In a political season, it’s easy for a journalist to be cynical—until David Beckmann walks into your office. Beckmann, in his blue blazer, looks like any Washington lobbyist, down to the dark circles under his eyes. But his message is completely without spin and his manner is as flat as the Nebraska plains where he grew up. An economist and former executive at the World Bank, Beckmann believes it is possible to end world hunger and poverty through good politics and policies. As a Lutheran minister and president of Bread for the World, a nonprofit aimed at turning decision makers’ attention to those the Bible calls “the least of these,” he believes a Christian has no other option. “If you want to get close to God, you’ve got to do right by the poor,” he said last month at the National Press Club.
Though Beckmann has rubbed elbows with Bono and Angelina Jolie on the aid-to-Africa circuit, and though he continues to speak at the United Nations and to Congress on behalf of the world’s poorest people—in Mozambique, for example, and Bangladesh—his recent mission has been to illuminate the plight of the domestic poor. And so he arrives at our meeting armed with numbers. In America, more than a million children were hungry in 2008, a 56 percent jump from the year before, according to numbers from the U.S. Department of Agriculture. (New hunger numbers are due out in November; analysts expect them to rise again.) Nearly one in four children had experienced “food insecurity,” which means, in the vernacular, “sometimes not having enough to eat.” According to new data from the U.S. Census, 14.3 percent of Americans are poor, up from 13.2 percent the year earlier—an increase of nearly 4 million people and the second-highest jump since 1960.
Hunger is related to poverty and poverty to unemployment. So it’s no surprise that, with unemployment hovering at about 10 percent, U.S. poverty is going up. What particularly infuriates Beckmann, and this he expresses in the mildest way, is that despite all the midterm talk about “the next generation” and “our future,” neither party has made poverty an election-year priority. “There has been no sustained effort to reduce poverty since Nixon,” he says. “No recent president has made reducing poverty one of his top three issues. Even the Democrats hide it. It’s sort of like they’re concerned, but don’t want anyone to know.”
On the day he visited my office, Beckmann had been chatting, he says, with the philanthropist Melinda Gates at the United Nations about why highly visible businesspeople and celebrities aren’t moved to take up the cause of domestic poverty. “Poor people here are uncomfortably close,” Beckmann says. “You can go to a meeting about helping poor people in Africa and not get your hands dirty. If you work with poor people in this country, well, you’ve got to work with them. It’s not easy to do that in a way that’s glamorous.” In a place where the average income is $350 a year, a $10 contribution makes a huge difference; here, the problems are more entrenched. And in a wealthy country, the poor tend to be disproportionately afflicted with disabilities: old age, infirmity, addiction. “It’s hard,” says Beckmann, “to make the glitter stick.”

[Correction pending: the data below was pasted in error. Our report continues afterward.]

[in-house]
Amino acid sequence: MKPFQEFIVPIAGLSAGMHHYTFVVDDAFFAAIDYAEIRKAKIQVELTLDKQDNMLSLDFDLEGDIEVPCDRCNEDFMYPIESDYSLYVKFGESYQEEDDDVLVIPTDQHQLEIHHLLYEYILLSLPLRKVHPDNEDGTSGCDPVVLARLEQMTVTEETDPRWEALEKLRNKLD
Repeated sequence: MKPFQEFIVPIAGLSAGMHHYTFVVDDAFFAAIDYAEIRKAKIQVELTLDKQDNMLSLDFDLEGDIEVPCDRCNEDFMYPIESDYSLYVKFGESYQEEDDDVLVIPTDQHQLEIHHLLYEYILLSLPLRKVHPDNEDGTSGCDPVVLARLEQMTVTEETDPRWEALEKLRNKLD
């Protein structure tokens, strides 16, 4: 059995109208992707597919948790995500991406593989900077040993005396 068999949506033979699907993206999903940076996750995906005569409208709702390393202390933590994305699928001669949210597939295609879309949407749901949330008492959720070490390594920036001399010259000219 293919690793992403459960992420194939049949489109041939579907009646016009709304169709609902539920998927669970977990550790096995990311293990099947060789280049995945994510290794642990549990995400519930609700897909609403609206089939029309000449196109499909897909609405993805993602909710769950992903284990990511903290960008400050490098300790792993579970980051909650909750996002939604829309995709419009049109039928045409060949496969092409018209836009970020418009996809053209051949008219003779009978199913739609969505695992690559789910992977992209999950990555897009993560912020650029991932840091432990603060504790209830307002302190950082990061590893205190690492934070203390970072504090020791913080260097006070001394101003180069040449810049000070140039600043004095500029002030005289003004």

Even local pastors testify to this bias. “We’ve gotten really criticized for not doing enough for people overseas,” says Bil Cornelius, pastor of the Bay Area Fellowship in south Texas, a church where most of the mission budget goes to helping the local poor. “I can’t really speak for Angelina Jolie and Brad Pitt—it’s good to help poverty everywhere—but to say there’s no poverty in America, it’s just turning a blind eye.”
Here, Beckmann issues one more gentle complaint. Conservatives argue on the stump that lower taxes and a smaller government will give more money back to Americans—who can then use their extra cash to help the poor. Beckmann disputes the premise. Charities have proliferated in America, especially since 1980, he says, but “we have seen no progress against hunger and poverty in our country. A thousand points of light is not enough light.” Beckmann believes real change comes through politics, not soup kitchens, which is why Bread for the World encourages its member churches to launch letter-writing campaigns on such unglamorous issues as tax credits for the working poor. Moses, he points out, was not sent by God to pick up a few cans and warm blankets at Pharaoh’s court. He was sent to change the world.
Lisa Miller is NEWSWEEK's religion editor and the author of Heaven: Our Enduring Fascination With the Afterlife. Become a fan of Lisa on Facebook.